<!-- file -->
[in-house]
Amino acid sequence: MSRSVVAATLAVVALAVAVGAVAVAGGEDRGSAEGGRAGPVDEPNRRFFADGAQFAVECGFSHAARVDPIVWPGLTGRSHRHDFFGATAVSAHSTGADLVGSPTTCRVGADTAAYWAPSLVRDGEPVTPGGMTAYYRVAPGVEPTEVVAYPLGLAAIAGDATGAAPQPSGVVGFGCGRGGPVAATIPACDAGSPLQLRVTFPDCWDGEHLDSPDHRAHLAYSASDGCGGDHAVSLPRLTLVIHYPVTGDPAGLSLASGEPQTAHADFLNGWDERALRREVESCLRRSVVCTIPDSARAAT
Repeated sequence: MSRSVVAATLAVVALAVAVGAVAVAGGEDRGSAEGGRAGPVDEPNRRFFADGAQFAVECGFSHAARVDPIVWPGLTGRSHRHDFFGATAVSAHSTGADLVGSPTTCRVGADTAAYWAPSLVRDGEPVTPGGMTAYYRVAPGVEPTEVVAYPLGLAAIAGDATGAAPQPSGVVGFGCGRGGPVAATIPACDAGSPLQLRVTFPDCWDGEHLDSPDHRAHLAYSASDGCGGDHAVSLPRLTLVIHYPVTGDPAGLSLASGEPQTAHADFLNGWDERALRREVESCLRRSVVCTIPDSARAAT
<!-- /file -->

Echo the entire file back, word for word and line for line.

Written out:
[in-house]
Amino acid sequence: MSRSVVAATLAVVALAVAVGAVAVAGGEDRGSAEGGRAGPVDEPNRRFFADGAQFAVECGFSHAARVDPIVWPGLTGRSHRHDFFGATAVSAHSTGADLVGSPTTCRVGADTAAYWAPSLVRDGEPVTPGGMTAYYRVAPGVEPTEVVAYPLGLAAIAGDATGAAPQPSGVVGFGCGRGGPVAATIPACDAGSPLQLRVTFPDCWDGEHLDSPDHRAHLAYSASDGCGGDHAVSLPRLTLVIHYPVTGDPAGLSLASGEPQTAHADFLNGWDERALRREVESCLRRSVVCTIPDSARAAT
Repeated sequence: MSRSVVAATLAVVALAVAVGAVAVAGGEDRGSAEGGRAGPVDEPNRRFFADGAQFAVECGFSHAARVDPIVWPGLTGRSHRHDFFGATAVSAHSTGADLVGSPTTCRVGADTAAYWAPSLVRDGEPVTPGGMTAYYRVAPGVEPTEVVAYPLGLAAIAGDATGAAPQPSGVVGFGCGRGGPVAATIPACDAGSPLQLRVTFPDCWDGEHLDSPDHRAHLAYSASDGCGGDHAVSLPRLTLVIHYPVTGDPAGLSLASGEPQTAHADFLNGWDERALRREVESCLRRSVVCTIPDSARAAT